Angels Finally Hit Bottom With Loss to Blue Jays
With the retractable roof closed above a half-empty stadium, the heckler’s voice echoed all too clearly.
“How did you guys win the World Series?” the guy hollered.
Good question. The players are pretty much the same, but this year’s Angels appear stuck in neutral, unable to synchronize good pitching with good hitting. On far too many days, this year’s Angels get one or the other, but not both.
And this year’s Angels are in last place. After Vernon Wells drove in five runs Saturday, with a four-hit afternoon that included a grand slam, the Angels tumbled to the bottom of the American League West. As the Toronto Blue Jays celebrated their 7-1 victory, the Angels renewed their vows to mount a spirited defense of their championship.
“It’s just a matter of time,” infielder Benji Gil said. “We have too good a team not to get going soon.”
The Angels never fell into last place beyond the opening week of last season -- or of the previous season, when they finished 41 games out of first place and 27 games out of a playoff spot.
“Last year, we had stretches like this, and we were able to turn it around before things went too bad,” shortstop David Eckstein said. “We just have to get on that page where everything clicks. We haven’t had that yet. But this team is very good. When we’re down, we know how to fight back. I definitely wouldn’t count us out.”
And utilityman Shawn Wooten said that “as bad as we’ve played,” he couldn’t help smiling upon peeking at the standings and discovering the Angels were only 5 1/2 games out of first place.
“I was pretty amazed,” he said.
Last year, the Angels waited until May 9 to crawl above .500 for good. This year, they’re 13-16. They’ve scored two runs in two games here, tipping their caps Friday to Toronto’s Cory Lidle but muttering about losing Saturday to the undistinguished Doug Davis, who posted his first major league victory in exactly one year.
Eckstein, who homered for the Angels’ lone run, evaluated his game as “horrible” for hitting three fly balls, even if one cleared the fence. He ripped himself for not bunting when Toronto third baseman Eric Hinske played him deep.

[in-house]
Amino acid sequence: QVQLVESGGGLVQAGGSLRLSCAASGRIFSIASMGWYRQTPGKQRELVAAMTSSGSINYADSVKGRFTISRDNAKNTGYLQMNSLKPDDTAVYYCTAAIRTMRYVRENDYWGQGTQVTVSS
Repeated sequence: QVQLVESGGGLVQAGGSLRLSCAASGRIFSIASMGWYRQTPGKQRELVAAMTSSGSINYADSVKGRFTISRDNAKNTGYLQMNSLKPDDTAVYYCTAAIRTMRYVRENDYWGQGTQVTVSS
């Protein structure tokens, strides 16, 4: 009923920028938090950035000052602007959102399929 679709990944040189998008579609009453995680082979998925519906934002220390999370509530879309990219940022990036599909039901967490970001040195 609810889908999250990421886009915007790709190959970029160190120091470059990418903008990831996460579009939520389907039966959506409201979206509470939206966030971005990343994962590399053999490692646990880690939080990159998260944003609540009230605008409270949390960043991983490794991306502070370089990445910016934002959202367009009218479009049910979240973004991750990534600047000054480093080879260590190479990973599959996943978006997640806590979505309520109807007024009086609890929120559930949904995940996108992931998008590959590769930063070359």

“It’s all on me right now,” Eckstein said. “My job is to get on base. I haven’t been doing that.”
The sentiment is noble, but the responsibility for defeat spread across the clubhouse. The Angels turned 12 runners into one run. They grounded into two double plays. With the tying and go-ahead runs on base in the sixth inning, Wooten said he struck out on ball four.
In the third, Eric Owens failed to get down a bunt, then grounded into a force play. Later in the inning, he tried to steal third base but badly misread Davis’ move, leaving so soon Davis simply stepped off the mound and threw him out.
Still, as Angel Manager Mike Scioscia said, “If you’re looking for reasons why we’re a little bit under .500, I don’t think you’re going to look at the offensive side. It’s pretty obvious everything is pointing toward our starting pitching.”
Scot Shields delivered another solid spot start Saturday, holding the Blue Jays to two runs in 5 1/3 innings. He now returns to the bullpen, with the Angels hoping to solidify their rotation by activating Kevin Appier and Aaron Sele this week.
In one corner of the clubhouse, Wooten insisted the Angels have not buried themselves. It’s still early, he said, defining not early as “when you’re 15 games out and you have no hope.”
In another corner, Eckstein said the Angels pretty much needed to win today’s game. In that view, the defending World Series champions face a must-win game, in this first weekend of May.